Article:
Unum Lawsuit Alleges Wrongful Denial of Claim
Ms. Wittmann was an attorney with the law firm of Baker, Donelson, Bearman, Caldwell, Berkowitz PC. Through her employer, she was the beneficiary of Unum long term disability insurance. In December of 2013, Ms. Wittmann stopped working due to her fibromyalgia. Shortly thereafter, Unum Group (formerly known as First Unum or Unum Provident) denied her claim for long term disability benefits. When the Social Security Administration granted her benefits, Unum offered her “mental illness disability” benefits for a period of 24 months, a much shorter period of time than what she should be entitled to with a legitimate long term disability.
Unum Insurance Co. has a demonstrated history of denying claims for conditions where symptoms are self-reported by the patient, and cannot be objectively perceived, such as fibromyalgia. Fibromyalgia causes chronic muscle pain, fatigue, and debilitating pain, making it impossible for a person to continue gainful employment. Ms. Wittmann alleged in her complaint that Unum denied her claim for physical disability in bad faith in order to advance its profit margin. By offering to provide her mental illness disability benefits, Unum acted in accord with its past practice of claiming that fibromyalgia is a mental disorder and not a legitimate physical disability.
Court Acknowledges Suggestion that Unum Disability Physician May Be Biased
As Wittmann’s case progresses in federal court, this discovery battle over Dr. Bress’s financial records has been the latest development. Unum had hired Dr. Bress to review the Plaintiff’s Unum disability claim when it was initially filed. Dr. Bress found that the Plaintiff did not suffer from a long term disability. Plaintiff apparently questioned his motives, because during the course of litigation, Wittmann subpoenaed financial records of his consulting services between 2014-2017, and any records related to his total compensation for services rendered to Unum Disability insurance. The Court stated that the obvious purpose of plaintiff’s two requests in combination is to establish the extent, by a percentage of his income, to which Dr. Bress is reliant for his livelihood on Unum—and thus, how much he might be motivated to deny claims to please his employer.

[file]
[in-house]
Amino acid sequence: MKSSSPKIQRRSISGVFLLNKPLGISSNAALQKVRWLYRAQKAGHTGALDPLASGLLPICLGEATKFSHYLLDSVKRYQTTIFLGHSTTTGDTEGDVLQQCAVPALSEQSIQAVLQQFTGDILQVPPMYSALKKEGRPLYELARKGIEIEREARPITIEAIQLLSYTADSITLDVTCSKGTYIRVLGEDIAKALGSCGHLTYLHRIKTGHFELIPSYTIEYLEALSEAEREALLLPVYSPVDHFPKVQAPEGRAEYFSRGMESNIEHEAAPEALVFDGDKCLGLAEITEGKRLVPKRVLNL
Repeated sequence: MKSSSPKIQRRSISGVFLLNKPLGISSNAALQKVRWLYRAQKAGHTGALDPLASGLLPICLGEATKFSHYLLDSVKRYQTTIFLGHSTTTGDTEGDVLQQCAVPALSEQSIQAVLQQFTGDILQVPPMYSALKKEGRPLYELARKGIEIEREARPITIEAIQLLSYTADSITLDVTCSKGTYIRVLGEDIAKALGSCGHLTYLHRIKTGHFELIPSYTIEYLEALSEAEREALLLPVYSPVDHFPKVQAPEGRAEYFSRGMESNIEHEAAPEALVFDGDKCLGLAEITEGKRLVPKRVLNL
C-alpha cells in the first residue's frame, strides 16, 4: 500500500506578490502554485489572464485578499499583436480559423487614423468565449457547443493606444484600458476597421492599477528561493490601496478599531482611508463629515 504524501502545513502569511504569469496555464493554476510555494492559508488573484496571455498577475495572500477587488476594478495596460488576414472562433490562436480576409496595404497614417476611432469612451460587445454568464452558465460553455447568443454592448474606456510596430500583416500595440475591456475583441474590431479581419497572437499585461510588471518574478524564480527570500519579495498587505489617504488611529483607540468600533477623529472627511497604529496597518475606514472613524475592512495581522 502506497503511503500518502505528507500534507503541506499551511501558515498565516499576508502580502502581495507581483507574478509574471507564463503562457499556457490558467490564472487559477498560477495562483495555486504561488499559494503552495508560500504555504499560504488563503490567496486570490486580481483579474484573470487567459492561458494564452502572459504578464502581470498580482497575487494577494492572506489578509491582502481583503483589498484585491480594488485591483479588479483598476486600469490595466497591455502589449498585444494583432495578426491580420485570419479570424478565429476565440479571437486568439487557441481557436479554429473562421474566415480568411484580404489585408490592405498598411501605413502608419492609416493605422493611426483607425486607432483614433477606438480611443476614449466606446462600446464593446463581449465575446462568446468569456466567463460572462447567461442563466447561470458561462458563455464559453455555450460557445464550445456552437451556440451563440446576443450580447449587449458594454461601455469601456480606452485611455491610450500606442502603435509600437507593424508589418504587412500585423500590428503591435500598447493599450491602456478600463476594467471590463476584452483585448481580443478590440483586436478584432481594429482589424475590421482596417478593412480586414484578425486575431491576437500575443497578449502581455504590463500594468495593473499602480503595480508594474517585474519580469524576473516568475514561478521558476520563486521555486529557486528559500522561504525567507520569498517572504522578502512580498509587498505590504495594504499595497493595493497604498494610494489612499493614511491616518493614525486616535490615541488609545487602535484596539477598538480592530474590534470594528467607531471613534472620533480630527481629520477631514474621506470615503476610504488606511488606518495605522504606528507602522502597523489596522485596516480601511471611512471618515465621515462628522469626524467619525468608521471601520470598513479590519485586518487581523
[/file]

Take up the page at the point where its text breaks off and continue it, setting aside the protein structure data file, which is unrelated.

Unum moved to quash the subpoena, and the Judge denied Unum’s motion in part, and granted it in part. Although the Court ruled that the documentation relating to all of Dr. Bress’ consulting work was overbroad and not relevant. However, the court found that the records relating to how much he was paid by Unum should be turned over to the Plaintiff. The court specifically found that these documents were relevant to not only the existence of a conflict of interest, but also the extent of that interest. The court discussed how such a conflict of interest arises from the financial incentives of a disability insurer and paid consultants when they act as both decision maker on Unum disability claims, and profiteer at the same time.
Unum Group Denial Tactic: Obtaining Opinions from Biased Experts
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Unum is a Fortune 500 insurance company based in Chattanooga, Tennessee. Despite Unum’s questionable claim denial practices, or perhaps, because of them, Unum’s stock has been flagged as poised to perform well, enhancing quarterly dividends by 13 percent this month. The legal claims of bad faith denials that just keep coming do not seem to deter Unum’s investors. Unum has also been accused of having policies that expressly encourage and incentivize the denial of legitimate claims.